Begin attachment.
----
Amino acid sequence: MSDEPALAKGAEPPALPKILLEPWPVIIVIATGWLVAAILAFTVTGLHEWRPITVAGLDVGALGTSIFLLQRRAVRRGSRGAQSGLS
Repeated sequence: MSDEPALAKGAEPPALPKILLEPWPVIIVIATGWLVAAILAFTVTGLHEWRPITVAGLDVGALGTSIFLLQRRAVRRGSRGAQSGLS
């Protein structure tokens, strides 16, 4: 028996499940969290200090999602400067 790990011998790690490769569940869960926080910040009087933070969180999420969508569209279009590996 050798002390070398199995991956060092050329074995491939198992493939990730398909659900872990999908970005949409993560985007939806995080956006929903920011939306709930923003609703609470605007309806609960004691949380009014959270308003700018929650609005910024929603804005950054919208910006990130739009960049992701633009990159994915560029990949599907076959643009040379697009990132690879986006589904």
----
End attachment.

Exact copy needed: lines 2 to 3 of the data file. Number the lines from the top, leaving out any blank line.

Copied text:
Repeated sequence: MSDEPALAKGAEPPALPKILLEPWPVIIVIATGWLVAAILAFTVTGLHEWRPITVAGLDVGALGTSIFLLQRRAVRRGSRGAQSGLS
């Protein structure tokens, strides 16, 4: 028996499940969290200090999602400067 790990011998790690490769569940869960926080910040009087933070969180999420969508569209279009590996 050798002390070398199995991956060092050329074995491939198992493939990730398909659900872990999908970005949409993560985007939806995080956006929903920011939306709930923003609703609470605007309806609960004691949380009014959270308003700018929650609005910024929603804005950054919208910006990130739009960049992701633009990159994915560029990949599907076959643009040379697009990132690879986006589904």